Discussion in 'The Golden Era' started by Blackthorn, Jul 25, 2014.
Diamond Match Locomotive hauling logs, Ramsey Bar, Butte County, California, 1909.
Okay, I first posted this in "The Things That Make You Smile" thread in the Observation Bar, but then thought, hey it might be more appreciated over here. Not our usually type of train offering, but I love the little fella.
How freakin' awesome is this little guy. Very throwback feeling technology:
This definitely brought a smile to my face. I just want to see it run with books in it. A trip to the library will have to happen soon.
Wow, those little cars put any cog railway to shame with their climbing abilities!
I know - I was very impressed. I wish they had put some books in the cars as it would have been fun to see the books swinging as the train moved up some of those insane inclines.
Fading Fast, that is a lovely sight. I wonder about the difficulty of maintaining the system in working order -- I guess there must be alternate routes for occasions when parts of the track are being repaired?
I assume they built a lot of good access for repair (that was my first concern), but your point is a good one. When the system is down, maybe it's the old-fashion solution - employees walk the books around?
And yes, just lovely to look at - something very gratifying to see such, basically, old technology being put to use. And it's just fun as heck to see the little guys doing their thing.
This get the old hart pumping. God I love steam!
Awesome to see a steam engine pulling a fleet of modern Amtrak cars - great post.
This sight must have had a lot of commuters checking their cell phones to see exactly which century they were in!
Two steam locomotives, plus a steam rotary plow!
The steam tractor in the lead is a Best, and the tractor behind is a Holt. This was in the early 20th century in Butte County, CA.
Okay, it's a MODEL railroad... but it's steam and the train is mine.
some pics of Bo'ness and Kinneil railway museum I took in the summer.
underground carriage controls
interior of said carriage
bfk corridor carriage I think
Butte Country Railroad, 1903
This Heisler Geared Steam Locomotive pulled strings of log cars from the camp where I lived to the reload for further shipping. It was Built in 1909 and was used by Kosmos Logging Company through the 1950's. It now in a logging museum.
This is a cross post of a book review from the "What Are Your Reading" thread as I thought those who follow this thread might be interesting in this really good book on Grand Central Terminal:
"Grand Central" by David Marshall, first published 1946
My girlfriend and I love spending time in old bookstores and grabbed this one for a few bucks many years ago as it looked like it might be a fun read about an iconic building we love. For whatever reason, it sat on our shelf all this time until I pulled it down this weekend.
I'm only about a third of the way through it, but what a gem of a book. It's a very casual "study" (way too formal a word) of Grand Central Terminal - the building, the workers, the shops, the trains and its history. It's definitely for mass consumption - it's not academic, it's not train "geeky," it's just a fans book that is surprisingly well written. And since it was written in '46, you not only see the station back when it was still operating relatively close to its glory years, you pick up some cultural references and other of-the-period views that are always fun for Fedora Lounge members.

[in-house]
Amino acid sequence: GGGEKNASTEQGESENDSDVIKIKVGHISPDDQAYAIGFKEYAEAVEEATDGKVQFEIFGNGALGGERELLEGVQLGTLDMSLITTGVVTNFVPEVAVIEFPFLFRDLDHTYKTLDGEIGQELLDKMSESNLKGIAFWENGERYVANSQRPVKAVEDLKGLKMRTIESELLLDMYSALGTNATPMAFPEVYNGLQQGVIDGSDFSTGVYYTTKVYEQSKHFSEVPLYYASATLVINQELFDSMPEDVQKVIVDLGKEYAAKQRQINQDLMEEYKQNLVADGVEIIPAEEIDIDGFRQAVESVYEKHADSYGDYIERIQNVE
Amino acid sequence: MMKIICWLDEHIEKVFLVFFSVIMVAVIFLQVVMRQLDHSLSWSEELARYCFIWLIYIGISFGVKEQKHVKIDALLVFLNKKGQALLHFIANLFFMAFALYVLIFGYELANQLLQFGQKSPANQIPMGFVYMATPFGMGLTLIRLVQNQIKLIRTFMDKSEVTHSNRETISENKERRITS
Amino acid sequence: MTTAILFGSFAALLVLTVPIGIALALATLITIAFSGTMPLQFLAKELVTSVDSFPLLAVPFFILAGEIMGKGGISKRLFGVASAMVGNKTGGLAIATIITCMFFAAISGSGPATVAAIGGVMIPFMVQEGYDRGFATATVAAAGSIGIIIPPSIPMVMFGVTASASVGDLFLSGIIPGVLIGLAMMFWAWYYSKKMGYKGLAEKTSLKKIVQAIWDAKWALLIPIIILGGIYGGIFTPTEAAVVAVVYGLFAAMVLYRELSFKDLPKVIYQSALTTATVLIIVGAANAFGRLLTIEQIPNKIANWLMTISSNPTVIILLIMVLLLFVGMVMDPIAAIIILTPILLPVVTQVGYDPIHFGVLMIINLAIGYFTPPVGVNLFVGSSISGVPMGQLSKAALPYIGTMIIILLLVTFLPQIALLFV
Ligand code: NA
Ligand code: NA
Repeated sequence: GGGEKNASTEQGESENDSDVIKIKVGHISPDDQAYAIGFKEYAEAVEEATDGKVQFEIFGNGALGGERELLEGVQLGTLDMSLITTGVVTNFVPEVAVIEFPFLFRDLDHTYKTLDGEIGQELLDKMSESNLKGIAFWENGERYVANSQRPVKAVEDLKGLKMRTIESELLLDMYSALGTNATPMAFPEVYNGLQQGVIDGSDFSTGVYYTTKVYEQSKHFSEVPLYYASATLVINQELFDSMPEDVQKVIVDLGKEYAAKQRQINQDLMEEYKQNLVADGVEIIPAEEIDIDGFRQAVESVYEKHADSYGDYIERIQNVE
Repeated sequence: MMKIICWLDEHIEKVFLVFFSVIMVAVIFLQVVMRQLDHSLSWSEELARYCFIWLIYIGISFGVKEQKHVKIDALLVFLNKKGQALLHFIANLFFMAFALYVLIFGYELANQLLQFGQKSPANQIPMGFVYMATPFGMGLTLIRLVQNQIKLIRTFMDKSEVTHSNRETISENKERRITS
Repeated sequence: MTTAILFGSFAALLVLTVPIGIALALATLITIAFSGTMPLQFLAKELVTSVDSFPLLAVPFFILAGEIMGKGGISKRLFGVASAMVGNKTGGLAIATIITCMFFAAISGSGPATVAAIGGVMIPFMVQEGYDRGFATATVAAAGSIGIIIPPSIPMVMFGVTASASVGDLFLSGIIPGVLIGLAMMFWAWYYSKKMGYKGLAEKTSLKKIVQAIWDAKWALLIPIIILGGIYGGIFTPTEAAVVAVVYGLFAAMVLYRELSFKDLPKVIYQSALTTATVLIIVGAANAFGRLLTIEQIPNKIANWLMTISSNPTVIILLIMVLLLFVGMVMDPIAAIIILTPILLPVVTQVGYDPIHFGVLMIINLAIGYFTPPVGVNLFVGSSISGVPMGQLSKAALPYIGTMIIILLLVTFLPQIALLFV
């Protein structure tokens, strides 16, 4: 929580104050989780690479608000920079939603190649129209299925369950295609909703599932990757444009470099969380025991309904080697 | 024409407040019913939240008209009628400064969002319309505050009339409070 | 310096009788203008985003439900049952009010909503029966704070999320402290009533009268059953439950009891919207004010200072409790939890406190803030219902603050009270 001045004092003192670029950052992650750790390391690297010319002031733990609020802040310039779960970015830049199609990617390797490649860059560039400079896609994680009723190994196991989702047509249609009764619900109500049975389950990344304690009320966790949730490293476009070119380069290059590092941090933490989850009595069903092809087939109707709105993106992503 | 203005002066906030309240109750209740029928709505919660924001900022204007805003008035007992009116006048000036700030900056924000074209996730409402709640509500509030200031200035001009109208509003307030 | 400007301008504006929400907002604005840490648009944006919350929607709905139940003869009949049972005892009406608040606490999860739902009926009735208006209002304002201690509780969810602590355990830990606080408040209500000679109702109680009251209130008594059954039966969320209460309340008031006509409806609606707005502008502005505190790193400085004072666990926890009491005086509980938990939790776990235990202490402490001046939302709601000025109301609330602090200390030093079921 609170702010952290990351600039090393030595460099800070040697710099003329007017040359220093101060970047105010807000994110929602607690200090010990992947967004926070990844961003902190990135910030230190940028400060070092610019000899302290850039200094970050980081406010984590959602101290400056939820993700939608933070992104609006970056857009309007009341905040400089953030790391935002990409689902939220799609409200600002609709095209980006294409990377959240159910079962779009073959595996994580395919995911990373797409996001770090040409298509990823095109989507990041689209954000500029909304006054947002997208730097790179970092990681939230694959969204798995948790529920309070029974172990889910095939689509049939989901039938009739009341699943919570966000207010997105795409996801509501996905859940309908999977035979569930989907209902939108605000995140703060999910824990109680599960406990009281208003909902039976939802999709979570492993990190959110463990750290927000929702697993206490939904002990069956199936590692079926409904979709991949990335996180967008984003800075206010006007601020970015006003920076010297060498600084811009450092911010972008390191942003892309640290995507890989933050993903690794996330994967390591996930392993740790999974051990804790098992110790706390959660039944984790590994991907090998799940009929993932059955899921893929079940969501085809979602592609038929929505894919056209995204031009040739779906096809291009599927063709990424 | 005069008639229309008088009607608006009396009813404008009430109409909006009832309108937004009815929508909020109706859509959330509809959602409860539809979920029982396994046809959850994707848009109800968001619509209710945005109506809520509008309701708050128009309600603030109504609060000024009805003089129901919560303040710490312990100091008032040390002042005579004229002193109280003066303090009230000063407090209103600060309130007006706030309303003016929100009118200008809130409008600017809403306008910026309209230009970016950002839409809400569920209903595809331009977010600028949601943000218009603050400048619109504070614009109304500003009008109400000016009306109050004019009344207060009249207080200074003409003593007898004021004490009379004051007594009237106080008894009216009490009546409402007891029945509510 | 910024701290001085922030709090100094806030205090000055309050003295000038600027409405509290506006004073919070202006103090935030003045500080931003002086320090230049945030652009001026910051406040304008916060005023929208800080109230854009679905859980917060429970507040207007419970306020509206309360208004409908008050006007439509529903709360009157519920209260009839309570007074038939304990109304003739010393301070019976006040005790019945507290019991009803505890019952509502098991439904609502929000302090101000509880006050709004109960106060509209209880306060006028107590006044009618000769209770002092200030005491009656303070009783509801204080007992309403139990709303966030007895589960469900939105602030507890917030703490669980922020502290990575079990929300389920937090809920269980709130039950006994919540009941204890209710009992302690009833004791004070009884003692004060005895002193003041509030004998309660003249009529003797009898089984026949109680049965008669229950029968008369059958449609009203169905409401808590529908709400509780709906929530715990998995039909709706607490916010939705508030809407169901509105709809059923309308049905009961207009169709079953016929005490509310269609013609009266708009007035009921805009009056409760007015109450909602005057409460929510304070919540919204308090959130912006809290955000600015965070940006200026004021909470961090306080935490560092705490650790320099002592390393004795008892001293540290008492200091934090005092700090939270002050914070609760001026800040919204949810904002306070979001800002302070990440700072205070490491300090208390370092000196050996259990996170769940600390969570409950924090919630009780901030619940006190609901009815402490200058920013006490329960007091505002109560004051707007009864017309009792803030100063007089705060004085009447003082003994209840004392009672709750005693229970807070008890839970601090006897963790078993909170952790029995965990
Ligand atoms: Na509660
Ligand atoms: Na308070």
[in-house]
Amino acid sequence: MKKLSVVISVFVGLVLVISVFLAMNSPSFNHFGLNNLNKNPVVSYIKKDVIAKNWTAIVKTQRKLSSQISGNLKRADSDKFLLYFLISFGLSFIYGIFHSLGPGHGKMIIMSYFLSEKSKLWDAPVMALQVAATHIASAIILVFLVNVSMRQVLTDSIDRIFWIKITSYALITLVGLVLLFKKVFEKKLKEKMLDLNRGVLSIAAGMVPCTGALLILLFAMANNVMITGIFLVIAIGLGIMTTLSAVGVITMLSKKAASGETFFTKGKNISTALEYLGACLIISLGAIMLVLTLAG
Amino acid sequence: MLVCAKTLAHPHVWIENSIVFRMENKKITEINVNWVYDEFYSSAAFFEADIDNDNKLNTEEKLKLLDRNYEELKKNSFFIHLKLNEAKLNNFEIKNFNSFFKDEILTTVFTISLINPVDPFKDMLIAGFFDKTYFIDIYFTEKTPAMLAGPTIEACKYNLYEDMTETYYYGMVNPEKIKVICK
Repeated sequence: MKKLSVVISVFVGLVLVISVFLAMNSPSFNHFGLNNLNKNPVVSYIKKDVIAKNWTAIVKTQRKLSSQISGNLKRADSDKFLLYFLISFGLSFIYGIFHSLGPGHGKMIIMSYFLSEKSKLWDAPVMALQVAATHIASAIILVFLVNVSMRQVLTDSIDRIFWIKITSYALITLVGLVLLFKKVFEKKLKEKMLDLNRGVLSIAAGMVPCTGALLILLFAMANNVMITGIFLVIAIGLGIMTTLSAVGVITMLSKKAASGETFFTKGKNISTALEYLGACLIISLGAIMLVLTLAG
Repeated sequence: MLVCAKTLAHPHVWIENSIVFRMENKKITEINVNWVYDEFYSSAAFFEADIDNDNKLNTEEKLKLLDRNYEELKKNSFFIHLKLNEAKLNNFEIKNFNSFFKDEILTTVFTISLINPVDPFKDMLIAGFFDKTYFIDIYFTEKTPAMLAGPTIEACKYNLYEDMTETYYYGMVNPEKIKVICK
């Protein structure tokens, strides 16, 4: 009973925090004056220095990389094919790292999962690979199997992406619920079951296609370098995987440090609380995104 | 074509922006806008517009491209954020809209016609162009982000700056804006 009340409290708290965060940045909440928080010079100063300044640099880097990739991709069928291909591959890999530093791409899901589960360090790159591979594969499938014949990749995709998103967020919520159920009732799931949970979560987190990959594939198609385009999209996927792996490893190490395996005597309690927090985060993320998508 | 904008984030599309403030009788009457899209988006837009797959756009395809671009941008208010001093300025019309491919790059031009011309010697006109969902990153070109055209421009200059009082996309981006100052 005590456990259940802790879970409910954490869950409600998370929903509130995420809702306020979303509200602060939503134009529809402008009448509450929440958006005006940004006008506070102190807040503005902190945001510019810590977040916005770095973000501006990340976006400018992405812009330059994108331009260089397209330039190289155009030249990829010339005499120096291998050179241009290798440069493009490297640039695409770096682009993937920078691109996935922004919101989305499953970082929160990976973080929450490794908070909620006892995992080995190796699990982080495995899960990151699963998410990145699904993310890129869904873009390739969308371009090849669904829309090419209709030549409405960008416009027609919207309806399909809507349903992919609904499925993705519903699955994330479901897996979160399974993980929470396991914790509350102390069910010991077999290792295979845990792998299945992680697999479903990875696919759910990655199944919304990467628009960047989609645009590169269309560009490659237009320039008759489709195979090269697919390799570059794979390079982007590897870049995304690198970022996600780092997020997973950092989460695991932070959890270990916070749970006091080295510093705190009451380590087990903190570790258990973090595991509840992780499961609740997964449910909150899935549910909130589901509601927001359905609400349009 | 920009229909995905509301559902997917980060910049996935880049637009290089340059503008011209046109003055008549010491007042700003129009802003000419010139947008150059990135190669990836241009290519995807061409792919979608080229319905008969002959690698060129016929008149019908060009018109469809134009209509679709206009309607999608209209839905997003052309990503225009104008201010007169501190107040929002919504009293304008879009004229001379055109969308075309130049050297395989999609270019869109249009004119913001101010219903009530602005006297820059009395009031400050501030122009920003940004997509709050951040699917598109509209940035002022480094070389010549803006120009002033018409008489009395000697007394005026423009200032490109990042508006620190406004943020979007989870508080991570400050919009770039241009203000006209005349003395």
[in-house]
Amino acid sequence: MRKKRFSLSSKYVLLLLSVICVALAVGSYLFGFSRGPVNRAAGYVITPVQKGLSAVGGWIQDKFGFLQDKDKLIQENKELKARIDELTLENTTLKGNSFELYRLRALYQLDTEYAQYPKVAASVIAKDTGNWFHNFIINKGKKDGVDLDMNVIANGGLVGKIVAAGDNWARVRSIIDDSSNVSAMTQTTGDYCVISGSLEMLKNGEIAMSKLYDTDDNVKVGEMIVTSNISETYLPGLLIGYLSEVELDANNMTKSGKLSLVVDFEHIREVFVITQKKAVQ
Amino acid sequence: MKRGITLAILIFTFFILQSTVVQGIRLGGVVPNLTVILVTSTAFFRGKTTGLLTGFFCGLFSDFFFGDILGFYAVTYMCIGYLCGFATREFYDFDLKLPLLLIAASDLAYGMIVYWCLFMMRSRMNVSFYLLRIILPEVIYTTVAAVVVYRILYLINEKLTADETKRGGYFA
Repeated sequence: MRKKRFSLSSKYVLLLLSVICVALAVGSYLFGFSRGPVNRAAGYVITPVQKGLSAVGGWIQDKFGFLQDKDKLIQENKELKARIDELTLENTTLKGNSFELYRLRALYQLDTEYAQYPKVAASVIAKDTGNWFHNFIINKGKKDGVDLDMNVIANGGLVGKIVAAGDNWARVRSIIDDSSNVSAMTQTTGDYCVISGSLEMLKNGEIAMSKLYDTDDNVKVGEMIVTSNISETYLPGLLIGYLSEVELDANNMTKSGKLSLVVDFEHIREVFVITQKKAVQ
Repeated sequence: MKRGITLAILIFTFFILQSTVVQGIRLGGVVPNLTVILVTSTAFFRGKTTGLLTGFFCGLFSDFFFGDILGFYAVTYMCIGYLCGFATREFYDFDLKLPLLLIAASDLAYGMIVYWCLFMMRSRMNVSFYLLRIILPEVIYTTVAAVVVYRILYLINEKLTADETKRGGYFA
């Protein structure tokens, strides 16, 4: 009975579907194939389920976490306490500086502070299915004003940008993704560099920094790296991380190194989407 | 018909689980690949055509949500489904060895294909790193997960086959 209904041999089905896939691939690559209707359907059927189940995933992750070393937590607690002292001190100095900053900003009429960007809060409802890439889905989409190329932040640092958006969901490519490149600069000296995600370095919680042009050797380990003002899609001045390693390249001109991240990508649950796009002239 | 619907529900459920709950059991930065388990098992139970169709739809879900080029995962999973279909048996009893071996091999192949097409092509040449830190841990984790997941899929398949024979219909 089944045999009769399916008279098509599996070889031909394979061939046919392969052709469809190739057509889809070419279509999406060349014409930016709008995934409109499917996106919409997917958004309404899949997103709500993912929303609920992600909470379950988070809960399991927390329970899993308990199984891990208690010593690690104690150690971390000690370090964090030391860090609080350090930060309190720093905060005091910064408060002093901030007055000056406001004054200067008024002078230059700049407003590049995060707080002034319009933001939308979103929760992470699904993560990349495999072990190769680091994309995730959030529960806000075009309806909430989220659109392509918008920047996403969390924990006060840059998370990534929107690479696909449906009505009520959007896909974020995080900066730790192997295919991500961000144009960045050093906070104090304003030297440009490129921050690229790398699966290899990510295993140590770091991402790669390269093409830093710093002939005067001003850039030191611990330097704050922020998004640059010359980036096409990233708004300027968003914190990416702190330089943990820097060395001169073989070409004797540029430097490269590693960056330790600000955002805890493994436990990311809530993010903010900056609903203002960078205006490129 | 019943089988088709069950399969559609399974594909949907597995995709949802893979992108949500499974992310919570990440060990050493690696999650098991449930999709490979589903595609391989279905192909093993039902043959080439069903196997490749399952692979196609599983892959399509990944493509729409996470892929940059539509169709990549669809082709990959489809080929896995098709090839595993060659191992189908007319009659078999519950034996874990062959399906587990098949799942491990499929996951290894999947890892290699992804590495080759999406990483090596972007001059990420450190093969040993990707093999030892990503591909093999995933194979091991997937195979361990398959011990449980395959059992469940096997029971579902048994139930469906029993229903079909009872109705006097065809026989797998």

And the author knows how to tell a good story, pick out an interesting anecdote, incorporate some cool facts and history without being pedantic while keeping it all moving along swiftly. The few pages on how Vanderbilt cornered the market in several railroad companies - several times - to create the New York Central railroad, the parent of Grand Central, was engaging and quick so that those not into Wall Street machinations got the idea and felt the excitement without getting bogged down in details.
I'll update after I finish - but so far, a really fun read if you have any interest in the building and its history.
P.S. I just checked and Amazon has some decent copies for $10-15 bucks, but with some work, I bet a good copy could be had for less.
The Great Central Railway was the last trunk line built in the UK. It ran from London, up through Central England to Nottingham, which is on the east side of the country, before turning west and crossing to Manchester and Liverpool. The route was ripped up 50 years ago. We are about to spend squillions on building a similar route, but the original won't be resurrected, that would be an admission of guilt.
The Great Central has 18 miles of preserved line between the cities of Leicester & Nottingham, it's run as a heritage railway. There's some wonderful events held there. We were lucky enough to dine in one of their Pullman restaurant cars, but the one carriage that did catch my eye was the veranda car. Since the prohibition of tobacco in enclosed public places this carriage has become very popular with those who smoke. Can't see it catching on though.
We visited the Pullman Historic District in Chicago a few years ago, and the old factory site itself...they filmed the 2002 Tom Hanks gangster movie "Road to Perdition" at several locations on the site.
Interesting history of the Pullman rail cars, the strike, and the company town.
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